Over the past three years, I have been reporting a lot about the 7 Mountains dominionist movement and decided it was time to actually attend a conference instead of watching sermon after sermon on YouTube. So for the Passover weekend, a friend of mine and I spent three days at a Christian dominionist conference in Sedona, Arizona, a New Age "mecca," if you will. By Christian dominionism, I am referring to the "Seven Mountains mandate" whereby a sect of evangelical Christians believe that they must "occupy" and "dominate" seven spheres of culture — education; religion; family; business; government; arts and entertainment; and media in order to create a Christian kingdom for Jesus Christ to rule. One of the most popular seven mountains teachers is Lance Wallnau, and I heard him there. I have to admit, I was impressed with Wallnau's speaking talents and ability to enthuse a crowd. The Lions of Judah – a glance at a Christian dominionist conference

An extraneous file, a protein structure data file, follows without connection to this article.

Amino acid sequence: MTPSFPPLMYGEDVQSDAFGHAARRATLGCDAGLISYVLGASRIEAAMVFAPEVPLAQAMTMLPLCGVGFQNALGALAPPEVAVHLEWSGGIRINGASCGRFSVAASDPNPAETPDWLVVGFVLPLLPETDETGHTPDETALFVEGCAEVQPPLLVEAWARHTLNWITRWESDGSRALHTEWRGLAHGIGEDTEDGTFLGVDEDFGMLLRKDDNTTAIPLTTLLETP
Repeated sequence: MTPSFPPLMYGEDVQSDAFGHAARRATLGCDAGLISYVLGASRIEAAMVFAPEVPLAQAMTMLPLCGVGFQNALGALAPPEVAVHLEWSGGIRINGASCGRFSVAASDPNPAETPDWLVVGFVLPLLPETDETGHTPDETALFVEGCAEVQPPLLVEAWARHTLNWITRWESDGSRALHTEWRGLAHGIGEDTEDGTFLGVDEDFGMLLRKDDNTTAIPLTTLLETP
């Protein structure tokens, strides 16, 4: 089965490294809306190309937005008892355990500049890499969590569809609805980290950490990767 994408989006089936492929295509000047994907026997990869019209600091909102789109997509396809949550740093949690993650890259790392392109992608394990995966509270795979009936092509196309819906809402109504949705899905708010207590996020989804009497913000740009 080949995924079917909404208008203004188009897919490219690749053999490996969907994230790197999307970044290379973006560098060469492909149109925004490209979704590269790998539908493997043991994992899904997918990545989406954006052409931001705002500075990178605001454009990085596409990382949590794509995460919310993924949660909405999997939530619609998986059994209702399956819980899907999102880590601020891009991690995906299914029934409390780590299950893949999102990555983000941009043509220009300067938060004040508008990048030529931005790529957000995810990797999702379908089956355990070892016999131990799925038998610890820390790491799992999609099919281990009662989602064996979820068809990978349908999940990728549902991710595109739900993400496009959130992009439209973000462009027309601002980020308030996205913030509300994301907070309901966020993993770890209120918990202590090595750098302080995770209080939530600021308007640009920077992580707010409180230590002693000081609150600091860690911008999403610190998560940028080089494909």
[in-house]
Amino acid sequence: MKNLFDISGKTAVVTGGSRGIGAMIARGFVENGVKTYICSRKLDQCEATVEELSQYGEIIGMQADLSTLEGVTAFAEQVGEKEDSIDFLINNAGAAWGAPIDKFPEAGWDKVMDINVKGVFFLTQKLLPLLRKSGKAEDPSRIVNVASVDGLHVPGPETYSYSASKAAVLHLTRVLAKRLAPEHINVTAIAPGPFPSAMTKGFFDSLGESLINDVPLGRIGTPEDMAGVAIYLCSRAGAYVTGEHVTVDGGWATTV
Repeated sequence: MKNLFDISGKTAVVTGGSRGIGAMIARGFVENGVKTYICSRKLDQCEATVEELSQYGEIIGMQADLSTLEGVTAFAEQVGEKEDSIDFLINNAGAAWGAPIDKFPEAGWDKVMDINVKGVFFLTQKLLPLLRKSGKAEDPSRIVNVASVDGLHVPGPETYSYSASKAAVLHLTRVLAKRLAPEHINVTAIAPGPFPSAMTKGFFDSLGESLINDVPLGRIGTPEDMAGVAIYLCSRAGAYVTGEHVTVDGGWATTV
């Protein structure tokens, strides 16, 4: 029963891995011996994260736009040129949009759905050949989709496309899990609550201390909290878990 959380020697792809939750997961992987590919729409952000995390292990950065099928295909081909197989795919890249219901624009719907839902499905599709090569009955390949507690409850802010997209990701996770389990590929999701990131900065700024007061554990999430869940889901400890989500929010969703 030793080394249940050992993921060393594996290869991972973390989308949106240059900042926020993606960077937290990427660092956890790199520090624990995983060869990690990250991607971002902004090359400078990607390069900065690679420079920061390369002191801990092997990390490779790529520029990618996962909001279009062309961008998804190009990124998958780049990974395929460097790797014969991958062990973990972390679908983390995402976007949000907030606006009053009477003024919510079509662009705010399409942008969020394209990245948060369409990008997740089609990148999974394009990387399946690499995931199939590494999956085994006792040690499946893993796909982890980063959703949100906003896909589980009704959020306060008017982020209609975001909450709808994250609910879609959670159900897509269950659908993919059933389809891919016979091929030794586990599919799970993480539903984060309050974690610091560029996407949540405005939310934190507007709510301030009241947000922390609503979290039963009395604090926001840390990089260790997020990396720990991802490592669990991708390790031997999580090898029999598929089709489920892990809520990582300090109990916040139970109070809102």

What the “nones” believe
How to respond to requests to debate creationists : Pharyngula
Atheist News Base | Your secular news source!
Home | Americans United
Friendly Atheist | by Hemant Mehta
See the website, Friggatriskaidekaphobia.com: The Freethought Society’s (FS) next Anti-Superstition Bash will be held on Friday, May 13, 2011 from 7:00 PM to 11:00 PM in the beautiful Corinthian Yacht Club. The Club is located at 300 West 2nd Street, Essington, PA 19029. Margaret Downey
JREF Some people see human tragedies as a time for empathy, sympathy, or charity. Then there are those who see it as an opportunity. It didn’t take long after Malaysia Airlines Flight 370 went missing on March 8, 2014, for Uri Geller to take to the airwaves and claim that he was asked to help in the search for the plane. There should be nothing surprising about this. The most dangerous place on planet earth might be trying to stand between Uri Geller and a TV camera. What is perhaps surprising is how many people believe his claim.